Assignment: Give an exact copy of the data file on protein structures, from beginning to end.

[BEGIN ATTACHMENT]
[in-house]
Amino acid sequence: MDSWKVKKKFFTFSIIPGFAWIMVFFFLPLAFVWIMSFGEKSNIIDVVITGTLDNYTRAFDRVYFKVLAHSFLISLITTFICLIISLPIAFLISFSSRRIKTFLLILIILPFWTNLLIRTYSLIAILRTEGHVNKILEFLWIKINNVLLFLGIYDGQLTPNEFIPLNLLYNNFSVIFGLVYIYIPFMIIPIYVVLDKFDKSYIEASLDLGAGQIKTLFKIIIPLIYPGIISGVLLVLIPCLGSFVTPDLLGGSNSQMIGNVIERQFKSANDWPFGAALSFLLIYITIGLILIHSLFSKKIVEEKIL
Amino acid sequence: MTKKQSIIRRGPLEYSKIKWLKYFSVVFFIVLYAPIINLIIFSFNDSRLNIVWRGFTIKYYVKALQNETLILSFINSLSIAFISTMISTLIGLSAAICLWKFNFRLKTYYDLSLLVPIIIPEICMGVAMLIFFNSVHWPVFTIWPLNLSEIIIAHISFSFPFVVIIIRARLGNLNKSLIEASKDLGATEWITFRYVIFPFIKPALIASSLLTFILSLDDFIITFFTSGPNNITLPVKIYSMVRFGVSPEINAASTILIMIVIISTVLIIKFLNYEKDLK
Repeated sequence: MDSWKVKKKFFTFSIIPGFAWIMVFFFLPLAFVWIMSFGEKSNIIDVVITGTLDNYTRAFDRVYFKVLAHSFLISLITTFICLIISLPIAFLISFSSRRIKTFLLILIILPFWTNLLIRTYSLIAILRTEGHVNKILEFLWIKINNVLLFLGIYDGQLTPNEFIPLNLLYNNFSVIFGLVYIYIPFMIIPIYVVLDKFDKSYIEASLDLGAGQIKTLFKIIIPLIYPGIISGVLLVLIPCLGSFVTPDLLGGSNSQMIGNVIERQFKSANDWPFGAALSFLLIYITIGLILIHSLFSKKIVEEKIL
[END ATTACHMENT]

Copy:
[in-house]
Amino acid sequence: MDSWKVKKKFFTFSIIPGFAWIMVFFFLPLAFVWIMSFGEKSNIIDVVITGTLDNYTRAFDRVYFKVLAHSFLISLITTFICLIISLPIAFLISFSSRRIKTFLLILIILPFWTNLLIRTYSLIAILRTEGHVNKILEFLWIKINNVLLFLGIYDGQLTPNEFIPLNLLYNNFSVIFGLVYIYIPFMIIPIYVVLDKFDKSYIEASLDLGAGQIKTLFKIIIPLIYPGIISGVLLVLIPCLGSFVTPDLLGGSNSQMIGNVIERQFKSANDWPFGAALSFLLIYITIGLILIHSLFSKKIVEEKIL
Amino acid sequence: MTKKQSIIRRGPLEYSKIKWLKYFSVVFFIVLYAPIINLIIFSFNDSRLNIVWRGFTIKYYVKALQNETLILSFINSLSIAFISTMISTLIGLSAAICLWKFNFRLKTYYDLSLLVPIIIPEICMGVAMLIFFNSVHWPVFTIWPLNLSEIIIAHISFSFPFVVIIIRARLGNLNKSLIEASKDLGATEWITFRYVIFPFIKPALIASSLLTFILSLDDFIITFFTSGPNNITLPVKIYSMVRFGVSPEINAASTILIMIVIISTVLIIKFLNYEKDLK
Repeated sequence: MDSWKVKKKFFTFSIIPGFAWIMVFFFLPLAFVWIMSFGEKSNIIDVVITGTLDNYTRAFDRVYFKVLAHSFLISLITTFICLIISLPIAFLISFSSRRIKTFLLILIILPFWTNLLIRTYSLIAILRTEGHVNKILEFLWIKINNVLLFLGIYDGQLTPNEFIPLNLLYNNFSVIFGLVYIYIPFMIIPIYVVLDKFDKSYIEASLDLGAGQIKTLFKIIIPLIYPGIISGVLLVLIPCLGSFVTPDLLGGSNSQMIGNVIERQFKSANDWPFGAALSFLLIYITIGLILIHSLFSKKIVEEKIL